Via Red Alert Politics comes an op-ed by Congresswoman Barbara Comstock about a real threat to our nation’s security right in our own backyard:
Last week, a disturbing news story reported that a 17-year-old high school student in Northern Virginia was in federal custody for allegedly helping an older teen make it into Syria — presumably to join the terror organization ISIS. According to press accounts, the juvenile now in custody was highly intelligent and very much technologically savvy, and was using social media in his efforts with ISIS. We need to know if this is an anomaly or a growing problem and how we should address it.
In February, the FBI arrested three men from New York, all suspected of trying to join ISIS in Syria — one was a teenager. Last month, three British teenage girls fled their homes in England and made it by way of Turkey into Syria. Also, just this past weekend, two Australian brothers ages 16 and 17 were stopped at a Sydney airport under suspicion of flying to join ISIS and wage jihad. The world is the smallest it has ever been thanks to technology and social media. No longer are we separated by oceans, we are now only separated by iPhones and the strokes on a keyboard. Is ISIS now using social media the way human traffickers use it to target young, vulnerable teens?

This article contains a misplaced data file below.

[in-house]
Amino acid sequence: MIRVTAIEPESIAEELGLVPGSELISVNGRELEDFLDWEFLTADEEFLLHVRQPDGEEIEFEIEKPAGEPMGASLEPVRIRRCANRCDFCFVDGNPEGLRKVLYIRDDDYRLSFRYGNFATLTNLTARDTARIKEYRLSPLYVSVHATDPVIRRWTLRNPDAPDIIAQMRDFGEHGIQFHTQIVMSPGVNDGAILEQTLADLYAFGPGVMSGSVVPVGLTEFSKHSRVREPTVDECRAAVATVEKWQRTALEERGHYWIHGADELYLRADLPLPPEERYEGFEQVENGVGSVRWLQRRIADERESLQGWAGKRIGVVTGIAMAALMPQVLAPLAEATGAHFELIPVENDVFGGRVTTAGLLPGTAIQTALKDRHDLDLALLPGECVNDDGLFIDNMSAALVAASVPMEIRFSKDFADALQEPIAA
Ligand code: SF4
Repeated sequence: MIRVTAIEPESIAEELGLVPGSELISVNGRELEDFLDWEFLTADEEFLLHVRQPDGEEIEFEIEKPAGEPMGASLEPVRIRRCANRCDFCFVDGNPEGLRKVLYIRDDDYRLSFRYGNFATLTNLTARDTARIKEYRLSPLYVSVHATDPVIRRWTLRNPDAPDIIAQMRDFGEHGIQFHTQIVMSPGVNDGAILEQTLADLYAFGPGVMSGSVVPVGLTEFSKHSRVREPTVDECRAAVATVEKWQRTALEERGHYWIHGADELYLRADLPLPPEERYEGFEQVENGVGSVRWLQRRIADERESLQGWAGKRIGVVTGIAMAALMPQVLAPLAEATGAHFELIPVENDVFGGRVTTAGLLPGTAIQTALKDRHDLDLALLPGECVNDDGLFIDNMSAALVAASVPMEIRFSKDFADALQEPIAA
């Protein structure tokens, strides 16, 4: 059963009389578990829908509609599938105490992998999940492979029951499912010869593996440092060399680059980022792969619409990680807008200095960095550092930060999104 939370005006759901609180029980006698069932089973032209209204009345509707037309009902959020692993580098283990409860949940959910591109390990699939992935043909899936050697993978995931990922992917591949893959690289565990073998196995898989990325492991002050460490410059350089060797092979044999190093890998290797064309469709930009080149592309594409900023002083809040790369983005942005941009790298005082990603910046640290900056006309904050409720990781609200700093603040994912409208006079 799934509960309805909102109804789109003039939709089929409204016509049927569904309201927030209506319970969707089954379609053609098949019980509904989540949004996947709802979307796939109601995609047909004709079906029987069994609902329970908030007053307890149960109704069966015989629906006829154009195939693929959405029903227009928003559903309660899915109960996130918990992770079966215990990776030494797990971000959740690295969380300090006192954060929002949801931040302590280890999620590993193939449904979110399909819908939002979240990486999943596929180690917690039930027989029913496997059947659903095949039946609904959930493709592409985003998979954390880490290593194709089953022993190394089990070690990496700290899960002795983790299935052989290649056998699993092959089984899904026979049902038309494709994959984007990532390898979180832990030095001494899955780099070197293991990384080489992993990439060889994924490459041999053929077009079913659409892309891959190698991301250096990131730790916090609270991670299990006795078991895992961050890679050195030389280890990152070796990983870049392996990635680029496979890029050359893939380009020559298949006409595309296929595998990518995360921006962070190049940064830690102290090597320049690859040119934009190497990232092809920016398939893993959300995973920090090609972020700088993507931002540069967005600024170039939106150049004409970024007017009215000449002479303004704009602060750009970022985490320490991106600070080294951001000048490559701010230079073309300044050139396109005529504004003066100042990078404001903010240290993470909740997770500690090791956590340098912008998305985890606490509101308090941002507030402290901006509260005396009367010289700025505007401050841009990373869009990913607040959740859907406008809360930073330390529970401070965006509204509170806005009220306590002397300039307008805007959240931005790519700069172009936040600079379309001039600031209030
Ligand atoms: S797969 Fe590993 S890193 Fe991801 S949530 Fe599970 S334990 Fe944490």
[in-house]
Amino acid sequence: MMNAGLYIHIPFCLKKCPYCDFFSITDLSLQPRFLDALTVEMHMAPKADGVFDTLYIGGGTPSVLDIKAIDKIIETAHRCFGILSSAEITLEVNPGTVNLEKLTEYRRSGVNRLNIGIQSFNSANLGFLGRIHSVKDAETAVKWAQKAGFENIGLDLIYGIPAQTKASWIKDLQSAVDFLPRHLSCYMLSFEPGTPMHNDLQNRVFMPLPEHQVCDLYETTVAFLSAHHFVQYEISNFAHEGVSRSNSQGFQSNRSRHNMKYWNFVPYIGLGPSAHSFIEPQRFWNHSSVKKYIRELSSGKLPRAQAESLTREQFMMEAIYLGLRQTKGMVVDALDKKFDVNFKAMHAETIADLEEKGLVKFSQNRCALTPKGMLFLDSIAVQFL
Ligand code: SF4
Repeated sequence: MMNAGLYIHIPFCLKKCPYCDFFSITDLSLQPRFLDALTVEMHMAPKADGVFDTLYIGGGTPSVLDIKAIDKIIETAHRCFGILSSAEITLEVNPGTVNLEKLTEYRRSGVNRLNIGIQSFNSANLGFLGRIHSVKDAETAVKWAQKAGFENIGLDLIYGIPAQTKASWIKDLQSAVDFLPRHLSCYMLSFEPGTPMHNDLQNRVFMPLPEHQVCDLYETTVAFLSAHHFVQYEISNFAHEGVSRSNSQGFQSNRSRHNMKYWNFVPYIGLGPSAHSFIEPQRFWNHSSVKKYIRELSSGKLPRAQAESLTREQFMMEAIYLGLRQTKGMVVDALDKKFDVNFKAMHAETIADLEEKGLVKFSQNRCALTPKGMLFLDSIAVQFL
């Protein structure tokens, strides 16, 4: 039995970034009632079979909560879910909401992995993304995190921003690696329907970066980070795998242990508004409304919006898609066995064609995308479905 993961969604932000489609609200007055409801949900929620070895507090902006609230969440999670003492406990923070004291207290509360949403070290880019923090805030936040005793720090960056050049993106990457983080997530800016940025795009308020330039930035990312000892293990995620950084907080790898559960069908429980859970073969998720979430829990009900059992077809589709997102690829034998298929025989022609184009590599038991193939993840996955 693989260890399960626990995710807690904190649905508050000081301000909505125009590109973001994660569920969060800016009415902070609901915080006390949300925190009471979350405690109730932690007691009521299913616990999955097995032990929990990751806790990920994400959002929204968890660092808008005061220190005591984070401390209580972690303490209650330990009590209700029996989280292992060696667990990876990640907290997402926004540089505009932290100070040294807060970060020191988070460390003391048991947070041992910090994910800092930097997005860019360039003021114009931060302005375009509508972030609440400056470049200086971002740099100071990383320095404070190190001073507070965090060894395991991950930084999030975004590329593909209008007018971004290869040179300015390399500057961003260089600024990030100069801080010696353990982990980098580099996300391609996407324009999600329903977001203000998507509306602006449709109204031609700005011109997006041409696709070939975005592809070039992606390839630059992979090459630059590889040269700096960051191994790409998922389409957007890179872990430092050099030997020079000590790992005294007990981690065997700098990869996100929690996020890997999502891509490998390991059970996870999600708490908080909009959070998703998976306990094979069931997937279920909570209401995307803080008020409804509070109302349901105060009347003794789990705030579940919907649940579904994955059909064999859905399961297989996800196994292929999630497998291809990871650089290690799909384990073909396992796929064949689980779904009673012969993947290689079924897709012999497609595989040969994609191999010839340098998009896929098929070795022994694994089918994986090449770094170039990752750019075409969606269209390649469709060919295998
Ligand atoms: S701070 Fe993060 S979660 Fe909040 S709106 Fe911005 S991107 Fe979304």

After the September 11th terrorist attacks, I worked at the Department of Justice and saw every day how important it was that we connect the dots in tracking down threats to our people and our country. After seeing the report about this disturbing incident in our community, I wrote to FBI Director James Comey (a former colleague of mine at the Justice Department) asking for a detailed briefing about this situation and the extent of the problem and how to prevent it in the future. As any parent knows, teenagers are on social media constantly, and this medium is part of their everyday lives. ISIS knows this, and just like when teens are getting recruited by a local street gang or being targeted for human trafficking, ISIS uses social media to influence the vulnerable.
Combating ISIS’s long tentacles here at home must be a community effort. Parents, teachers, guidance counselors, and clergy all have to do their part and notice the signs that a teen has changed. ISIS is clearly using technology to their advantage. The Brookings Institution just released a report showing that ISIS is linked to 46,000 Twitter accounts. While the 46,000 number is shocking, what is more shocking is that over 400 of those accounts are located right here in America.
In the coming months and years, we will have to fight ISIS on many fronts. A strong defense and an aggressive stance against ISIS and working with our allies to dismantle and defeat ISIS will be key, but we must also realize that this threat may have a homegrown front, and we must stay vigilant and alert to yet another reality of our 21st century world.